Sepsis is a critical illness syndrome characterized by infection leading to life-threatening organ failure. Affecting over 200,000 individuals in the United States each year, sepsis accounts for nearly half of all hospital deaths and over $20 billion in yearly US hospital costs. Despite the development and dissemination of evidence-based guidelines, most patients with sepsis do not consistently receive recommended care, resulting in preventable morbidity and mortality. Consequently, there is increasing interest in implementing health policies designed to incentivize quality improvement at the hospital level. The largest and most prominent of these policies to date is the new Centers for Medicare and Medicaid Services (CMS) quality reporting initiative, known as SEP-1. SEP-1 requires hospitals to report their compliance with a variety of evidence-based care processes, including timely antibiotic administration, timely volume resuscitation, and routine monitoring of the clinical response to therapy. SEP-1 is unique among quality measures in the CMS Inpatient Quality Reporting Program, both because it is the only measure based on a critical illness syndrome and because it is of unparalleled complexity, requiring the coordinated efforts of multiple health care providers across the acute care spectrum. As a consequence, it is essential to understand how SEP-1 has affected patient care and clinical outcomes. To address this need, we propose to comprehensively evaluate the impact of the SEP-1 measure using the electronic health record (EHR) of a large multihospital health system. An EHR-based approach will allow us to understand the impact of the policy in exceptional detail, yielding actionable data not only for policy makers seeking to refine SEP-1 but also for health systems seeking to respond to SEP-1 in a way that maximizes the potential benefits. First, we will analyze the impact of the program on sepsis recognition and documentation using natural language processing of clinical notes. Second, we will analyze the impact of the program on sepsis care processes using structured data elements such as vital signs, laboratory values, and medication administration. Third, we will evaluate the impact of the program on patient mortality, length of stay, and requirement for organ support. In all aims we will examine both overall effects and hospital-specific effects, providing an understanding of how hospitals and health systems implement quality improvement in the context of a novel reporting mandate. Together, these aims will yield important new insights into how clinicians and hospitals implement new quality reporting programs. At the same time, through a program of structured mentorship, career development, and stakeholder involvement, this project will provide the principal investigator with new skills in the use of the EHR to evaluate health care quality and the impact of system-level health policies, uniquely positioning him to lead future efforts to develop, implement, evaluate, and disseminate EHR-based performance interventions for critically ill patients.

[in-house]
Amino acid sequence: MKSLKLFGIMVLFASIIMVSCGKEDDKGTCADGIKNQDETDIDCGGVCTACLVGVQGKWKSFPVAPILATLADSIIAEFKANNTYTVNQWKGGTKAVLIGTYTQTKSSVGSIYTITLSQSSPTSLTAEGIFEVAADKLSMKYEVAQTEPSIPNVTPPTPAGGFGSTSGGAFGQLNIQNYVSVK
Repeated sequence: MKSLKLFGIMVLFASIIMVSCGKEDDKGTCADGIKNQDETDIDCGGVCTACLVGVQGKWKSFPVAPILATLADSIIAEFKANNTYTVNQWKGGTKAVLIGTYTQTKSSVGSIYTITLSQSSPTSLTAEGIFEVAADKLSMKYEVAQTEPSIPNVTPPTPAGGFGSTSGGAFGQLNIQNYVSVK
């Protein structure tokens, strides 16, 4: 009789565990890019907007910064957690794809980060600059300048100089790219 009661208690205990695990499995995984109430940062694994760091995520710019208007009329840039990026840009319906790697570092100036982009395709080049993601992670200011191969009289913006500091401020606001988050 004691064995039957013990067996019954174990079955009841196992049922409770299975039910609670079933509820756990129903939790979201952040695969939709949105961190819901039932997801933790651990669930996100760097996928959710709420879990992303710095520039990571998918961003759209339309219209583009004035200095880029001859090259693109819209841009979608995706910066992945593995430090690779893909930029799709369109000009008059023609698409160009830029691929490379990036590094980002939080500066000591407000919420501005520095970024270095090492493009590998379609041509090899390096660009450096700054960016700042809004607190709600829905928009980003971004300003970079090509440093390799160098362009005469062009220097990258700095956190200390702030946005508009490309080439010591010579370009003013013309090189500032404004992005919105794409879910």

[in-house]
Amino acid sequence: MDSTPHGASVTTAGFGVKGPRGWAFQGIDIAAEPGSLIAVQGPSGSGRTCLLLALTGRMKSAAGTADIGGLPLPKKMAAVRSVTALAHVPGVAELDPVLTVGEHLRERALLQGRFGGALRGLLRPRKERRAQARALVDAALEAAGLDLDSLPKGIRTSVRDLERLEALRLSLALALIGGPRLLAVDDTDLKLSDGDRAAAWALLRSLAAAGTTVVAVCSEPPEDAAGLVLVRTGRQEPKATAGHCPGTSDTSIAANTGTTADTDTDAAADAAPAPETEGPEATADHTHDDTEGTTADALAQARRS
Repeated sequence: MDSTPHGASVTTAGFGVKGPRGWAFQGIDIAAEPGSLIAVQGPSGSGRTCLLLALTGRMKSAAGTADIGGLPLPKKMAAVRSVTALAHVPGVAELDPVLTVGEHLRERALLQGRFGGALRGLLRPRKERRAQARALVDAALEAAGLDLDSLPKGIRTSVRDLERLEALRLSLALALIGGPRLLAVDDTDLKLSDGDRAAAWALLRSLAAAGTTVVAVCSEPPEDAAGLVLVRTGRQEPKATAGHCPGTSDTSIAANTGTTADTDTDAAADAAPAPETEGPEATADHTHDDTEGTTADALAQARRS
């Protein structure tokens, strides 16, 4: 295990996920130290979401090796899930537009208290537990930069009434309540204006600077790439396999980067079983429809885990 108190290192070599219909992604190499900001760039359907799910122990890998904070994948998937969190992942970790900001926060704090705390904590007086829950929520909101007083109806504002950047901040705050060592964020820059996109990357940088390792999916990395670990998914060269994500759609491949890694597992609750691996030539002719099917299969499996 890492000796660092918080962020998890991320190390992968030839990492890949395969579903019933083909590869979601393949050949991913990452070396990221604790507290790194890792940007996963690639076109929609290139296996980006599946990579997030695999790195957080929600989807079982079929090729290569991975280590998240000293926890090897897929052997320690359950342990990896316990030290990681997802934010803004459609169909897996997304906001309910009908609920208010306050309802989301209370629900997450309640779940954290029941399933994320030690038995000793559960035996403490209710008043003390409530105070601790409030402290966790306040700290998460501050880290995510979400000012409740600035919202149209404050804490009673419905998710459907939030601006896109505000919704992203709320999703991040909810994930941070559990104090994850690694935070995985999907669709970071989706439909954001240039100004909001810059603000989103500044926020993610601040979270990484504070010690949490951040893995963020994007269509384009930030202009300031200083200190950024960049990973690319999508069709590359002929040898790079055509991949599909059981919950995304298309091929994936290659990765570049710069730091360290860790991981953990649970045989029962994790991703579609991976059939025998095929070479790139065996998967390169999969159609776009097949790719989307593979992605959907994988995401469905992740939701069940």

Sepsis is a life-threatening response to infection and accounts for significant morbidity, mortality, and hospital costs in the United States. In this proposal, we will use data from the electronic health record of a large health system to evaluate the effects of a novel sepsis quality reporting program on sepsis recognition, treatment, and outcomes. Our findings will yield important early information on the quality reporting program?s impact, helping to guide policy makers as they seek to refine the program and yielding novel insights into strategies to improve sepsis quality in US hospitals.
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